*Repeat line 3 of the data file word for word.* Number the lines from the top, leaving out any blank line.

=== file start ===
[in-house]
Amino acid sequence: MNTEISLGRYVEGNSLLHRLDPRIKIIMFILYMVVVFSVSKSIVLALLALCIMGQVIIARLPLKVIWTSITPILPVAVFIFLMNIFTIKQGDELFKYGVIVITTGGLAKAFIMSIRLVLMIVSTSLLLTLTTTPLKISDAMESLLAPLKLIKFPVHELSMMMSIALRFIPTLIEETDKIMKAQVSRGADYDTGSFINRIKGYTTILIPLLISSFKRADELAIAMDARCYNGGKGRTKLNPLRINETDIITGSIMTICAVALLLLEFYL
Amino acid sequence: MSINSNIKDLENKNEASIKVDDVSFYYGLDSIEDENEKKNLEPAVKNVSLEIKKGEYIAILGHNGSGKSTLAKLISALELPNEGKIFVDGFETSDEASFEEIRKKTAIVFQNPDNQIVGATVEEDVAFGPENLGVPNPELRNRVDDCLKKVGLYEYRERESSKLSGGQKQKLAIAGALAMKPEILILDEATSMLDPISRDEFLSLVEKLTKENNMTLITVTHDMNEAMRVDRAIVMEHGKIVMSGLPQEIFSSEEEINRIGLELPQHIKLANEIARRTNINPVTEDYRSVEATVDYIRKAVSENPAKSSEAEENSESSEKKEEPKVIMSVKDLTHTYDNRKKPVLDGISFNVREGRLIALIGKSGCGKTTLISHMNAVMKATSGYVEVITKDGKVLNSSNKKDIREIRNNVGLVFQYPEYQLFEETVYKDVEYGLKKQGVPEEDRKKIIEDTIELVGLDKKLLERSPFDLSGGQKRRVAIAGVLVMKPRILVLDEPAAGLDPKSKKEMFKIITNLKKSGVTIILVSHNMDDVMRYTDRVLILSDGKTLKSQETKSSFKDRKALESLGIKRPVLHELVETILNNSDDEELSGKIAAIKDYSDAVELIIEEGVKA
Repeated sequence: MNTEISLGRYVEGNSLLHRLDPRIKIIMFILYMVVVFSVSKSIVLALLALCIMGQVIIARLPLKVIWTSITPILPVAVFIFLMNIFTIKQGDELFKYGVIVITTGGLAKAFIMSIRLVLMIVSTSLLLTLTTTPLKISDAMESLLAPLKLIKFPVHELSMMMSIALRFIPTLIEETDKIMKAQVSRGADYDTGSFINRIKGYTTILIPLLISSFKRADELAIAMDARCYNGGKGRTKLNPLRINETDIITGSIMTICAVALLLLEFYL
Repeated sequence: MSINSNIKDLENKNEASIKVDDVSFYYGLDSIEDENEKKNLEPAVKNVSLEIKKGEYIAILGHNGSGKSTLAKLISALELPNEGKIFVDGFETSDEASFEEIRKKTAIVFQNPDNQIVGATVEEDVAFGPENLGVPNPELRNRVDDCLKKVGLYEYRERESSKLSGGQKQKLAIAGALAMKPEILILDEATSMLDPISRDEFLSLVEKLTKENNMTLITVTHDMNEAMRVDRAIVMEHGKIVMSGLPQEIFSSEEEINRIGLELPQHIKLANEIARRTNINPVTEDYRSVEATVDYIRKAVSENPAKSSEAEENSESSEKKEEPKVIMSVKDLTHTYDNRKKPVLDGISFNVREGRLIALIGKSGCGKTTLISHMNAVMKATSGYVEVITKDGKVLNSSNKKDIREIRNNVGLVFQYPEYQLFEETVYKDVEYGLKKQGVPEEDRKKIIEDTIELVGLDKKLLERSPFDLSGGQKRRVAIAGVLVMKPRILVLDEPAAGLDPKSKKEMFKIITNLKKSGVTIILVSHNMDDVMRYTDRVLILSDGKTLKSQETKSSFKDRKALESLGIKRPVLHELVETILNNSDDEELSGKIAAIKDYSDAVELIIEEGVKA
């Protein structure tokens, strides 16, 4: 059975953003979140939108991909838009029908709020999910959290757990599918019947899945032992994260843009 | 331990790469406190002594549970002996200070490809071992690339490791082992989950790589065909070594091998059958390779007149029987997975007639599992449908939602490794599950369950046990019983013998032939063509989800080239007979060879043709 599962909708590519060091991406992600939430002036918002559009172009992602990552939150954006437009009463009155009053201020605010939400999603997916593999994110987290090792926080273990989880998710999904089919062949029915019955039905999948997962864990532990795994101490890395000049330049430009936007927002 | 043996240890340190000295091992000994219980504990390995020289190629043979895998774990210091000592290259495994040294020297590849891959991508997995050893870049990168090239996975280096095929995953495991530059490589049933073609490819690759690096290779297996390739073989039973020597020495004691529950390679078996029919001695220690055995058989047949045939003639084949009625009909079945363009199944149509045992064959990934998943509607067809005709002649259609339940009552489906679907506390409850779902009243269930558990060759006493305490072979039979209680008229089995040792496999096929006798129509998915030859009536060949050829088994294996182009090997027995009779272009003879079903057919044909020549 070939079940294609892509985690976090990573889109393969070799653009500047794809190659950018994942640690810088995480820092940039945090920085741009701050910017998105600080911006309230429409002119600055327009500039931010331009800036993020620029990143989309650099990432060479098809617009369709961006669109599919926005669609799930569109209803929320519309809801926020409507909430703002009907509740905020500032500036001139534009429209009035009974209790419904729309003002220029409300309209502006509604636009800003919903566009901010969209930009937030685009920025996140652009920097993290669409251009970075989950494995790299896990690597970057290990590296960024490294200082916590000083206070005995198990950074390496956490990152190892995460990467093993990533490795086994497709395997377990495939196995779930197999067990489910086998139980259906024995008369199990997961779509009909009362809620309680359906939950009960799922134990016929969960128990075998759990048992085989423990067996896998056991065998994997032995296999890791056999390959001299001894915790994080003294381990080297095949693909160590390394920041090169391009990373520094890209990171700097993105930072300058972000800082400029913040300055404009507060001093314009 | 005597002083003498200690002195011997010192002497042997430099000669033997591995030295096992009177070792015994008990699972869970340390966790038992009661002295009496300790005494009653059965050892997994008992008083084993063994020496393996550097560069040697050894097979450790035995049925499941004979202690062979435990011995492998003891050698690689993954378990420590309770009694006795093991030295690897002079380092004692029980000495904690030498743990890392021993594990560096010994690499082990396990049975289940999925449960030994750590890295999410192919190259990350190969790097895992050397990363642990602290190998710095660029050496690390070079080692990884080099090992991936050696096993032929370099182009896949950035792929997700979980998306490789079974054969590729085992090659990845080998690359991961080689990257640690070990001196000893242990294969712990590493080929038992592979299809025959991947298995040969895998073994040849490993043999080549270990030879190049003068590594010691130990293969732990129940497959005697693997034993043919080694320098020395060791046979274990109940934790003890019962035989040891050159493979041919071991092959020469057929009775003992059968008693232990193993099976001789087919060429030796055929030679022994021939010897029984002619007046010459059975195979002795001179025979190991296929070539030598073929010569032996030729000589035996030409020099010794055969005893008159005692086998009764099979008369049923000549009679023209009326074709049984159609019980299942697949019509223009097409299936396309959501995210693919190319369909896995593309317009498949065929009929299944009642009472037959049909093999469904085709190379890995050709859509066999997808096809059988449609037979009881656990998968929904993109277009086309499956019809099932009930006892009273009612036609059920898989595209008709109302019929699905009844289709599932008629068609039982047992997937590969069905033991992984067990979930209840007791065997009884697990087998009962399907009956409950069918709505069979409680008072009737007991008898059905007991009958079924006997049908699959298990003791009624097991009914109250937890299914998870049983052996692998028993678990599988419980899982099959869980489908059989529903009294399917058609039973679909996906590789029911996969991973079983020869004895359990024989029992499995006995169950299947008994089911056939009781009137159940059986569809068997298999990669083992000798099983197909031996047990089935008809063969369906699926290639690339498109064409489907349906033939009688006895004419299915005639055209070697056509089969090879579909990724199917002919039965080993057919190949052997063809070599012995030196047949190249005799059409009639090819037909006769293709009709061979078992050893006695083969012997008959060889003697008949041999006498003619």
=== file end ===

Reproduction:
Amino acid sequence: MSINSNIKDLENKNEASIKVDDVSFYYGLDSIEDENEKKNLEPAVKNVSLEIKKGEYIAILGHNGSGKSTLAKLISALELPNEGKIFVDGFETSDEASFEEIRKKTAIVFQNPDNQIVGATVEEDVAFGPENLGVPNPELRNRVDDCLKKVGLYEYRERESSKLSGGQKQKLAIAGALAMKPEILILDEATSMLDPISRDEFLSLVEKLTKENNMTLITVTHDMNEAMRVDRAIVMEHGKIVMSGLPQEIFSSEEEINRIGLELPQHIKLANEIARRTNINPVTEDYRSVEATVDYIRKAVSENPAKSSEAEENSESSEKKEEPKVIMSVKDLTHTYDNRKKPVLDGISFNVREGRLIALIGKSGCGKTTLISHMNAVMKATSGYVEVITKDGKVLNSSNKKDIREIRNNVGLVFQYPEYQLFEETVYKDVEYGLKKQGVPEEDRKKIIEDTIELVGLDKKLLERSPFDLSGGQKRRVAIAGVLVMKPRILVLDEPAAGLDPKSKKEMFKIITNLKKSGVTIILVSHNMDDVMRYTDRVLILSDGKTLKSQETKSSFKDRKALESLGIKRPVLHELVETILNNSDDEELSGKIAAIKDYSDAVELIIEEGVKA